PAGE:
Edelstein says the work has “an aspect our audience clearly really likes, which is that it’s literate. There’s a richness to the writing, and a density, that I think is a flavor our audience really likes and respects.”
The piece was conceived by Vardalos, Marshall Heyman and Thomas Kail, also known as the director of the megahit musical “Hamilton”; James Vásquez returns to direct the Globe production.
Edelstein adds that when “Tiny Beautiful Things” was running at the Public, the New York Times wrote about the distinct outbreaks of emotion in the audience at many performances.
“It’s cathartic, and human in the best kind of way.”
“Life After,” March 22 to April 28, 2019 (opens March 29), Shiley Stage: For just the second time in his career, Edelstein will direct a musical. The first was the Globe’s production of “Rain” in 2016; now he’ll stage the American premiere of this work by the Canadian writer-composer-lyricist Britta Johnson.
Edelstein describes it as “small-scale piece about a 16-year-old girl grieving the loss of her father, and trying to find out what happened to him. It’s healing and redemptive, and just extraordinary beautiful.”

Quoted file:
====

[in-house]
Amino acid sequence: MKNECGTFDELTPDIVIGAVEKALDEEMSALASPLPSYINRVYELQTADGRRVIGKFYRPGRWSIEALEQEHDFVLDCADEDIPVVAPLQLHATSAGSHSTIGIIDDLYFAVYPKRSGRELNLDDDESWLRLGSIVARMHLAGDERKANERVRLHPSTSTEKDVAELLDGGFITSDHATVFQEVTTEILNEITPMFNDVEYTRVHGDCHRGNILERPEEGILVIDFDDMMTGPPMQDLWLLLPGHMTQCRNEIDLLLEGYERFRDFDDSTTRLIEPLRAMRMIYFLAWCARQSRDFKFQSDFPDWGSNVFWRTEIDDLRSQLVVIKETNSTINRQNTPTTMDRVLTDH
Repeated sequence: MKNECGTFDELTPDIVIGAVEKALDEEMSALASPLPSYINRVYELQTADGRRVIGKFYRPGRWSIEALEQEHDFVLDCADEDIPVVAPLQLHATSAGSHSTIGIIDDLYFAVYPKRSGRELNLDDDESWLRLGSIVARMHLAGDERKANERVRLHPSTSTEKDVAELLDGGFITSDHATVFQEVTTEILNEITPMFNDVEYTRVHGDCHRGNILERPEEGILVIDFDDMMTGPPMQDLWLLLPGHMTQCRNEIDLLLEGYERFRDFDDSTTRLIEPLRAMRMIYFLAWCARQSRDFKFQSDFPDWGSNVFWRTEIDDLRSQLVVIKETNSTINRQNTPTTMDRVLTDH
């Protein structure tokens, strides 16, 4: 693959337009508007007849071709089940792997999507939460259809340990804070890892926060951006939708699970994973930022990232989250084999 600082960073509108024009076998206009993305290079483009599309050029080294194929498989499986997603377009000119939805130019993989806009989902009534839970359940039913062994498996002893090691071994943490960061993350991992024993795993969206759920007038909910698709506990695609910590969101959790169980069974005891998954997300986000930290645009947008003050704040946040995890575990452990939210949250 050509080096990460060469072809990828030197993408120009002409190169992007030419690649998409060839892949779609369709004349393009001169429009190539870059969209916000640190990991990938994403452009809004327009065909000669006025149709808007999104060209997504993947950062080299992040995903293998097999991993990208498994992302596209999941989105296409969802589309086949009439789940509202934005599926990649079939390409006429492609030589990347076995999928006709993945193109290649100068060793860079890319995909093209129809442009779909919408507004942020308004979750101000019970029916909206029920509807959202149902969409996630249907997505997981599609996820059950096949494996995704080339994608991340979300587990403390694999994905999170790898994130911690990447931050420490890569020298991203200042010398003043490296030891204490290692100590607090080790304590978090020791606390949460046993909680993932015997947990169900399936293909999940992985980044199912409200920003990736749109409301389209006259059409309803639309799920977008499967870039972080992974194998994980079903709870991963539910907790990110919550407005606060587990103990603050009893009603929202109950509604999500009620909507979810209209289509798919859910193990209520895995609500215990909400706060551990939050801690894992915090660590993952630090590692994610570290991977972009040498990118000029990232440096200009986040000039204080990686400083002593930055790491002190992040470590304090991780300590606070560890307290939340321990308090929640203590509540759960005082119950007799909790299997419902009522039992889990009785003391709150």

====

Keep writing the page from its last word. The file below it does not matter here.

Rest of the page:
“Life After” premiered in Toronto last year to strong reviews, but “this will be a production at a much larger scale.” Like “Rain,” Edelstein says, Johnson’s work is a chamber piece that mixes deep drama with humor; both musicals “operate in a way that feels like it’s in my wheelhouse.”
Edelstein describes the score as “gorgeous and soaring,” and he expects big things of the show’s young creator: “I just want the Globe onboard the Britta Johnson rocket ship.”
“They Promised Her The Moon,” April 6 to May 5, 2019 (opens April 11), White Theatre: Speaking of rocket ships, Laurel Ollstein’s world-premiere play focuses on a fascinating chapter from history: The story of 13 women who went through the same difficult training as the pioneering (male) “Mercury Seven” astronauts, but never got a chance to go into space.
Among them was Jerrie Cobb, who excelled in the program and also has made her mark in everything from business to aviation.
The play, says Edelstein, chronicles what has been “just an extraordinary adventuresome, jaw-dropping American life.” And it explores how sexist attitudes served to keep the women’s space careers earthbound.
Giovanni Sardelli, previously at the Globe with “Somewhere” and “The Whipping Man,” returns to direct.